Games For The Whole Family | The Source Weekly - Bend, Oregon

Games For The Whole Family

The owner of Bend's Modern Games fills us in on great board games for the holiday season

Getting together with the family over the holidays is great—but to keep the good mojo going sometimes you need a little extra help, and board games are often an easy solution to bring everyone together.

Games For The Whole Family
Isaac Biehl
Brian Evans says groups of birders have flocked in to play "Wingspan."

As with any family gathering there will be different age groups, so finding games for everyone can get tricky (especially if you don't want the adults to scare the children). I stopped in at Modern Games in The Box Factory to chat with store owner Brian Evans about some of the new games on the scene that are perfect for these familial occasions.

"I kind of grew up around some games, whether it was playing chess with dad, or whatever it is. So, I had those kinds of traditional experiences growing up," Evans tells the Source. "I didn't really get into some of these newer games until my daughter was a teenager. It was something I did with her—get her off the phone for a little bit, to just sit down and play a game. It was something we could do together. So board games were always important for us."

Games for the whole crew

"I think games are something we should do as a group. As a family. There's sometimes this question of, well, I want a game for my kids—but I want a game for my kids that I'm going to enjoy playing," says Evans.

Games For The Whole Family
Isaac Biehl
"Dragon's Breath" is a good game for the little ones to play on their own.

Off the bat, he mentions "Just One" as the perfect cooperative-family game. Three to seven players work together to try to help their teammate solve the mystery words on each card by writing one-word clues on their stand. The kicker? Any clues that are duplicated by the table cancel out, so the person guessing can't see them. Players need to use their brains creatively to make different clues—but not too different.

Evans also brings out the "L.L.A.M.A." card game, which is sort of like Uno, but with a little more strategy. Players have a hand of six cards and will try to either lay a matching card on top of the discard pile or play the card one value above it. If you can't lay a card, you can either draw or quit that round—because in "L.L.A.M.A," you take points for cards left in your hand at the end of the round. Rounds end when a player empties their hand or if all players quit. The game ends when one player hits 40 points. Lowest score wins.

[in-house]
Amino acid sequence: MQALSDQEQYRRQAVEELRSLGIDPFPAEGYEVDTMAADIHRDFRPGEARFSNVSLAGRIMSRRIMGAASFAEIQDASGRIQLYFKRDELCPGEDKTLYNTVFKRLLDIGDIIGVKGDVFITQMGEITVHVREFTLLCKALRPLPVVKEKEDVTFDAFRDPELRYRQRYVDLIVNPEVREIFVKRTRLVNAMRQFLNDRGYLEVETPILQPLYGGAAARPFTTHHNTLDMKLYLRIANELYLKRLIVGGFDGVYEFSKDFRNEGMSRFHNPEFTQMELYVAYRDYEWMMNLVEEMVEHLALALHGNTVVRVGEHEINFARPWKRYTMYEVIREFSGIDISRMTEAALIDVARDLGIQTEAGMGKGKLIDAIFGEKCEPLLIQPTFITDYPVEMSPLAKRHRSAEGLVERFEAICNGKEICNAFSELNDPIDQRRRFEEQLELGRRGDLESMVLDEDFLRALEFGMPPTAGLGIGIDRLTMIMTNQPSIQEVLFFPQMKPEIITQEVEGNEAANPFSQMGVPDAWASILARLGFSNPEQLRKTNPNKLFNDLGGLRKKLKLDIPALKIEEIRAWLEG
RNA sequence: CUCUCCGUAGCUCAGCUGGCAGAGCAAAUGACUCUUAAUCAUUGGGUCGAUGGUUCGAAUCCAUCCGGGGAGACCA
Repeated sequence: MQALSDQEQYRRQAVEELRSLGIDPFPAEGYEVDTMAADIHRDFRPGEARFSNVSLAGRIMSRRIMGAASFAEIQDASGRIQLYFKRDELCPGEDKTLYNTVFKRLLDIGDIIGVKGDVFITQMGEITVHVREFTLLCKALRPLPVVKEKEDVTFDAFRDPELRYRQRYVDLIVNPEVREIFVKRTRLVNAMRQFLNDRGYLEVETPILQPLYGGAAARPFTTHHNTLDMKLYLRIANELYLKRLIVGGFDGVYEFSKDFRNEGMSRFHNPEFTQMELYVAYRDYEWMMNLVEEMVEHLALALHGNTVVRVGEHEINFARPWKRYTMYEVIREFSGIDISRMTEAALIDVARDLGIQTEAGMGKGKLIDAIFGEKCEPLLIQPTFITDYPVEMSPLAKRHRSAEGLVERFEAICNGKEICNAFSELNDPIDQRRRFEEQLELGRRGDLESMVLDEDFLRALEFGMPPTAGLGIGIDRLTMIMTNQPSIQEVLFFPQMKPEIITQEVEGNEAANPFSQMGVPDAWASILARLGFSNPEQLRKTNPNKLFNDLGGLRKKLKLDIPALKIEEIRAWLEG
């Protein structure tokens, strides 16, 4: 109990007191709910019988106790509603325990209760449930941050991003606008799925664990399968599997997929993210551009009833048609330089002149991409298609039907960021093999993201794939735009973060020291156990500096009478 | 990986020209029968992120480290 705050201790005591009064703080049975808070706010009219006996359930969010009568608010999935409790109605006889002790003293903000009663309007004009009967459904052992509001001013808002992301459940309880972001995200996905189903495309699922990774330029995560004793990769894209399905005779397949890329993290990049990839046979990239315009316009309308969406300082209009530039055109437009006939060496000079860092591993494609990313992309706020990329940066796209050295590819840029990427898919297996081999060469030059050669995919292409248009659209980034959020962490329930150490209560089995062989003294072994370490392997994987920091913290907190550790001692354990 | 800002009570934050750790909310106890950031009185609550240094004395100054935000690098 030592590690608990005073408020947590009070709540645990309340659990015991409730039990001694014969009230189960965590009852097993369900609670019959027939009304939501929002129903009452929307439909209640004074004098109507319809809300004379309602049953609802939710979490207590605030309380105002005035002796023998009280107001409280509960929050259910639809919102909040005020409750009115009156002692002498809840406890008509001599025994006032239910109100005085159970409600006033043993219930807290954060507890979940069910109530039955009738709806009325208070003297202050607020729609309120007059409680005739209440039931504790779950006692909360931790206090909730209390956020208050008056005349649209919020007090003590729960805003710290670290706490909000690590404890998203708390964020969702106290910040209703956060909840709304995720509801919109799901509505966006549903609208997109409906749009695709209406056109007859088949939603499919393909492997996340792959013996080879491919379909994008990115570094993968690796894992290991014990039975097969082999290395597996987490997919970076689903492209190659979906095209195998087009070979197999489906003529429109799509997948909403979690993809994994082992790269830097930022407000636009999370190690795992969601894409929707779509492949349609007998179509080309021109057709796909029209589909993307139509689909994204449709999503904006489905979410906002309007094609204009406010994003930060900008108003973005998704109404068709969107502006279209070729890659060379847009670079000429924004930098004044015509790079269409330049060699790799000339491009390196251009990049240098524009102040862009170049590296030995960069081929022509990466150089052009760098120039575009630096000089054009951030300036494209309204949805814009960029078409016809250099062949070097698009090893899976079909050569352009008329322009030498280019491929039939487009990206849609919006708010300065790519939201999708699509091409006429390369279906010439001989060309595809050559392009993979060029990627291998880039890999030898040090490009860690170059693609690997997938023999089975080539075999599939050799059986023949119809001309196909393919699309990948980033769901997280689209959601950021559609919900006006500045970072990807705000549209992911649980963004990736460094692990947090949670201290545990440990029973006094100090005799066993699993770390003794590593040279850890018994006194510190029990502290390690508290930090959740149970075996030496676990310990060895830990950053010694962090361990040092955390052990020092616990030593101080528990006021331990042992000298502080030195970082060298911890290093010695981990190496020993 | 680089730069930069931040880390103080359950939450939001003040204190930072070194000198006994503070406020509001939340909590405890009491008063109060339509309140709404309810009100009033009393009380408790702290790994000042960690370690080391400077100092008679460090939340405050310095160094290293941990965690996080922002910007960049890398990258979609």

The older strategists

"Wingspan" is a perfect game for tweens, teens or adults who are looking for a game with a bit more strategy. The big bonus here is that it's also one of the most aesthetically pleasing games you'll find in stores today. Each player represents some kind of bird enthusiast, looking to discover and bring in the best-suited birds to your different environments. Players can gain food tokens from the birdfeeder tower and lay eggs as they work to build the best habitat. There are over 100 different cards, each featuring a unique bird species—plus a fun fact about what they do in the real world. The player with the most points after four rounds wins.

"What I've seen is that people who know something about board games—so maybe they've played 'Ticket To Ride' or they've played a 'Catan,' one of these new classics, they can easily come in and pick it up," adds Evans.

Adult conversations

Evans suggests these games for the adult table, and says they offer a few more elements than other adult games like "Cards Against Humanity."

"The trick with 'Cards Against Humanity' is that it can play out pretty quickly, right? So, how do we do something that is a little smarter than that, while still being silly?"

Games For The Whole Family
Isaac Biehl
Fun times are guaranteed when you bust these games out over the holidays.

"Monikers" is a great party game where players take turns trying to help their teammates guess famous people (or things relating to those people, like Hitler's brain). Players cycle through three rounds of guessing: In round one, clue givers can say anything except the name on the card. In the second round, clue givers can only say one word to describe their card. Round three? Time for charades. Each card is worth its own set of points.

Two other games, "Pitchstorm" and "Red Flags," offer similar play styles and easy setups. The former is based on continuing great and zany movie ideas, and the latter about spotting those dangerous red flags on a date.

Modern Games
550 SW Industrial Way, Suite 150, Bend

About The Author

Isaac Biehl

Isaac is living proof that "Iowa Nice" is actually a thing. A journalism graduate from Iowa State University, he regularly writes about music, the outdoors and the arts/culture scene. Isaac loves the Trail Blazers, backpacking and a good IPA. He plans to one day win Survivor. Your move, Jeff Probst...
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